According to a 2010 report in The Globe and Mail, This is what KPMG offers: “flexible job schedules, a salary top-up for 17 weeks of maternity leave, four weeks of paternity leave, bonuses for staff who volunteer in the community, access to elder care – and a concierge service to help an employee, say, renew his passport or plan his family vacation while at the office.” 

15 Dec 2011

New Latin American/Caribbean alliance
aims to further reduce Gringo Power

Venezuelan President Hugo Chavez
with Argentina's President Cristina
Kirchner at the CELAC summit.
Slowly but surely, the Gringos are being chased out of Latin America and the Caribbean!

The 600-million people of the combined regions have taken another important step towards minimizing the influence of the United States, the International Monetary Fund (IMF), and even Canada in their countries.

Meeting in Caracas, Venezuela, all 33 governments from those regions – bolstered by a new sense of pride and independence – launched the much acclaimed Community of Latin American and Caribbean States (CELAC) during the first week of December.

The gathering turned its back on the United States and Canada – both members of the existing hemispheric body, the U.S.-dominated Organization of American States (OAS) – by not inviting them to attend.

CELAC and other regionally-controlled bodies are slowly replacing the OAS, which the U.S. used for decades as a key tool in its often brutal treatment of peoples in these countries. No one in Latin America or the Caribbean has been left untouched.

The launching of CELAC demonstrates the strength of a range of progressive governments in Latin America, which includes Argentina, Bolivia, Brazil, Cuba, Ecuador, Nicaragua, Peru and Venezuela.

8 Dec 2011

'Taking back the media',
effective campaigning required to empower
Progressive Movement

Progressive groups in Canada need to become even more determined, better organized and prepared to develop new effective strategies if they are to stop the Harper Conservatives and their corporate allies from tearing apart what we have built up over the past 50 years.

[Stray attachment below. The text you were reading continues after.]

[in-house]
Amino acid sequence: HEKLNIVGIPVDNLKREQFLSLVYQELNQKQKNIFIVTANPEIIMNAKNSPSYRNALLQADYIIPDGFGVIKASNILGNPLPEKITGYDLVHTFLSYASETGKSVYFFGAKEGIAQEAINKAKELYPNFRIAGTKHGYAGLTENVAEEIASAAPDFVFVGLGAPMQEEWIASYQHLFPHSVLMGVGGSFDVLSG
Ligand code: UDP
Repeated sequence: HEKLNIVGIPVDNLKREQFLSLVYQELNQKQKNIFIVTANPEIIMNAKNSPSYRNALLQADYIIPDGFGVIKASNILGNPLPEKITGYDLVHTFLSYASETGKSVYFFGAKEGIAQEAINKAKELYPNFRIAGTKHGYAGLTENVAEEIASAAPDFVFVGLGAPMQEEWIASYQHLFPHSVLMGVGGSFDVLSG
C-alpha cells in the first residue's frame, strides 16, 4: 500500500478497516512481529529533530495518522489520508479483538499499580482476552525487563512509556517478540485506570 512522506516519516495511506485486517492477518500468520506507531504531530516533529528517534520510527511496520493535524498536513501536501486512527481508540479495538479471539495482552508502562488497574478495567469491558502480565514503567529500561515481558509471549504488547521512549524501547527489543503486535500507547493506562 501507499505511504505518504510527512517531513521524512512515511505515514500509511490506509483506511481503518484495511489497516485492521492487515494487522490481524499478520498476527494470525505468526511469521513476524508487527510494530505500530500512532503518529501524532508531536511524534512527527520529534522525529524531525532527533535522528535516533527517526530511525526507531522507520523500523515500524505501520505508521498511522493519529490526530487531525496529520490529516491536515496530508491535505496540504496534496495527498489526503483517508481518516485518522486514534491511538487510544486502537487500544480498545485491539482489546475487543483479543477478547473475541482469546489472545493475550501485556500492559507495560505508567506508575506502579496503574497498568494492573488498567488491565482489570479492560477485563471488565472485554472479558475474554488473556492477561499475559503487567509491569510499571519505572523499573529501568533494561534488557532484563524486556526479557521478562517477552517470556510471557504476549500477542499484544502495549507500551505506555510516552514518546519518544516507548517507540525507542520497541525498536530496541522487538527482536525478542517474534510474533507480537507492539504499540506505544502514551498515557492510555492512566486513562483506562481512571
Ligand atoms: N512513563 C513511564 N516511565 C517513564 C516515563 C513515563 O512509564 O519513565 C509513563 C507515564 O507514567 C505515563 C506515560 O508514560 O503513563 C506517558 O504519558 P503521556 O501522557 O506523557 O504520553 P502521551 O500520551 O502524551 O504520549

Not a day goes by during which Stephen Harper hasn’t destroyed yet another program or activity that is vital to the Canadian public.  Near the end of the election campaign, Catch-22, the anti-Harper site, published a list of 100 reasons why people should not vote for the Conservatives, highlighting some of their most atrocious actions.

Frankly, the situation is desperate. If we are to recognize our country 10 years from now, we must get off our butts and work harder than ever before.

* * *
FYI: At this stage, this is a “one-man” campaign aimed at sparking discussion among people in the progressive community. In two other recent blogs I have written about the need for progressive groups to follow the example set by the Occupy Movement in its early days, and why the Progressive Community needs to be stronger in Canada. 
I am not a member of any public interest group, not do I seek to benefit personally from the discussion I hope to see take place. I would appreciate your feedback. Discussions will continue in January.

* * *

5 Dec 2011

British study has the goods on corporate execs

This is one of those stories you will never read in The Globe and Mail’s Report on Business.
The mainstream media and anyone associated with the business community refer to the heads of powerful corporations as, “captains of industry”, “mega-moguls”, and “bold, brilliant entrepreneurs.”

But what are these so-called business “leaders” really like?